5. Similar SFR’s were also prepared for 1983 and 1984. See Joint Exhibits 6 and 7. Tax
assessments for 1982-1984 were made by the IRS as follows:
Tax Year Assessment Date Assessment Amount
1982 July 27, 1987 $11,168.00
1983 July 27, 1987 8,656.00
1984 July 27, 1987 3,590.51
See Tr. at 59.
In response to the Notice of Deficiency received in February, 1987, the Plaintiff testified
that he contacted an accountant who prepared Form 1040 tax returns for him for 1982, 1983 and
1984. See Tr. at 18 and Plaintiff’s Exhibits A and B and Joint Exhibit 19. It was the Plaintiff’s
recollection that the Form 1040s had been mailed to the IRS in the same envelope in November
1987; however, the IRS alleges that its records shows only the receipt of Form 1040 for 1984,
which was stamped received November 17, 1987. See Joint Exhibit 19.
As the party opposing the discharge of the tax obligation, the IRS has the burden of
proving nondischargeability by a preponderance of the evidence. See Wright v. IRS (In re
Wright), 191 B.R. 291, 292 (S.D.N.Y. 1995), citing Grogan v. Garner, 498 U.S. 279, 286, 111
S.Ct. 654, 659, 112 L.Ed.2d 755 (1991); Hindenlang v. United States, 205 B.R. 874, 877 (Bankr.
S.D. Ohio 1997), aff’d, Case No. C-1-97-372 (S.D.Ohio Sept. 10, 1997). In this case, the IRS
relies on Code § 523(a)(1)(B) and (C) for its assertion that the Plaintiff is not entitled to a
discharge of the obligations associated with the tax years 1982-1984.

Code § 523(a)(1)(B) provides, inter alia, that Code § 727 does not discharge a debt for
a tax for which a return, if required, (i) was not filed or (ii) was filed after the date on which such
return was last due, and after two years before the date of the filing of the petition. Although
the IRS contends that its records indicate the receipt from the Debtor of Form 1040 only for 1984, the arguments set forth in its post-trial brief focus not on non-receipt of the Form 1040 for 1982 and 1983, which the Plaintiff testified were in the same envelope as that for 1984, but rather on the fact that the Form 1040s were received after the SFRs were prepared and the assessments were made by the IRS on July 27, 1987. It is the position of the IRS that “[t]he purpose of the federal income tax return is to self-report” income tax liabilities and that once the IRS has had to prepare the SFR and the taxpayer’s liability has been assessed, the submission of Form 1040 is a nullity. See IRS’ Post-trial Brief at 4-5.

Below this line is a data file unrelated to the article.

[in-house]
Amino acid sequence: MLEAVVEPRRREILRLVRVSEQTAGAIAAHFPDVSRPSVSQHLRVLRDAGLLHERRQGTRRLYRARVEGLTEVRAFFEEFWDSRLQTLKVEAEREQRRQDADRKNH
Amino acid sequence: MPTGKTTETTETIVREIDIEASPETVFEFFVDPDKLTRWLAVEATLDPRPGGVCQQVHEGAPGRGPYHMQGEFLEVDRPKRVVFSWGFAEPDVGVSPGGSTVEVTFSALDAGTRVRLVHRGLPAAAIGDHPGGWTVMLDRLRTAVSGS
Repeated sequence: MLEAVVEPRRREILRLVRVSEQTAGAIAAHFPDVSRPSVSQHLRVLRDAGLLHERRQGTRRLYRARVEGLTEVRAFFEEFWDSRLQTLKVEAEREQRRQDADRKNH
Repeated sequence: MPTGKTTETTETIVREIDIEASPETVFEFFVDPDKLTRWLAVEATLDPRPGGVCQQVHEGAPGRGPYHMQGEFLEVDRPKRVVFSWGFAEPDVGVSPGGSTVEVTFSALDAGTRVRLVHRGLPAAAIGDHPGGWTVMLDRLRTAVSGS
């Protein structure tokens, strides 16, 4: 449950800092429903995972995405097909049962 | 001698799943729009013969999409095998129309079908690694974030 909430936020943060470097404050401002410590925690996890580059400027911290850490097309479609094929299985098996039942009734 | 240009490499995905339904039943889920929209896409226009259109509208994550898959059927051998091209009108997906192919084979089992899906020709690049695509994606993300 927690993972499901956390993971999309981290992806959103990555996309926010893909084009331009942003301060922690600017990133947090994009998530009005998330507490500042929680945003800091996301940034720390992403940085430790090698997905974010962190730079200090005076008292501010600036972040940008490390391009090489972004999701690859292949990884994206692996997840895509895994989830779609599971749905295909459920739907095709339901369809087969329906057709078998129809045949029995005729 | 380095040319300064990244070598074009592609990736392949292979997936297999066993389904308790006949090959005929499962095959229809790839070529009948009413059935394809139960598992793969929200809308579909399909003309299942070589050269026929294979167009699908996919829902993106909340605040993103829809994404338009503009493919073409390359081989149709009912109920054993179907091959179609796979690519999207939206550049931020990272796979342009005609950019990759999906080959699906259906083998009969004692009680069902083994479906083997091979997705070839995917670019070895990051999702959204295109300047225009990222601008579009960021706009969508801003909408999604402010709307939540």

The Code provides no definition of “return” as referenced in Code § 523(a)(1)(B). The
Supreme Court in Germantown Trust Co. v. Commissioner of Internal Revenue, 309 U.S. 304,
60 S.Ct. 566, 84 L.Ed. 770 (1940) set out four criteria for a return: (1) it must purport to be a
return; (2) it must be executed under penalty of perjury; (3) it must contain sufficient data to
allow calculation of tax; and (4) it must represent an honest and reasonable attempt to satisfy the requirements of the tax law. See id. at 306-09, 60 S.Ct. at 566-569.
The IRS distinguishes the case of Sullivan v. United States (In re Sullivan), 200 B.R. 327
(Bankr. N.D. Ohio 1996) in which the court held that the filing of tax returns was not too late for
the tax obligation to be deemed dischargeable. In that case, the debtor had filed Form 1040 after receiving a notice of deficiency but prior to any assessment by the IRS. The court indicated that it “need not decide whether a tax return filed after the IRS has made an assessment comes too late because it serves no tax purpose.” Id. at 332. However, less than six months later that issue was addressed by Bankruptcy Judge Burton Perlman, sitting in the Southern District of Ohio, in a case factually similar to the matter herein. In Hindenlang Judge Perlman concluded that the tax forms filed by the debtor after the SFR had been prepared and after the IRS had assessed the debtor’s tax liabilities constituted returns for purposes of Code § 523(a)(1)(B). The court found the statute to be clear in its plain language and concluded that it “need not go any further in interpretation of the statute.” See In reHindenlang, 205 B.R. at 877, citing United States v. Ron Pair Enterprises, Inc., 489 U.S. 235, 242, 109 S.Ct. 1026, 1031, 103 L.Ed.2d 290 (1989).

The court in interpreting the plain language of the statute concluded that Congress had intended to allow the taxpayer/debtor to file a return regardless of whether a prior assessment had been made by the IRS. See In re Hindenlang, 205 B.R. at 878. The court noted that Congress was aware of the significance of tax assessments and had included reference to them in Code § 507(a)(8)(A)(ii).

Yet, Congress made no reference to assessments in enacting Code § 523(a)(1)(B). Instead,
Congress had required that in order to be eligible for a discharge of any tax the return had to be
filed at least two years before the filing of the petition. 11 U.S.C. § 523(a)(1)(B)(ii). See id.
Congress’ failure to include the requirement that consideration be given to whether an assessment had occurred convinced the court that the exclusion was not inadvertent. See id., quoting Lynch v. Johns-Manville Sales Corp., 710 F.2d 1194, 1197 (6th Cir. 1983) (“It is a fundamental rule of 7 statutory construction that inclusion in one part of a congressional scheme of that which is excluded from another part reflects a congressional intent that the exclusion was not nadvertent”). Judge Perlman concluded that “the section creates a bright-line rule which says
that if the debtor’s return was filed less than two years prepetition, the associated taxes are
nondischargeable.” Id. In support of its conclusion, the court relied on a statement found in In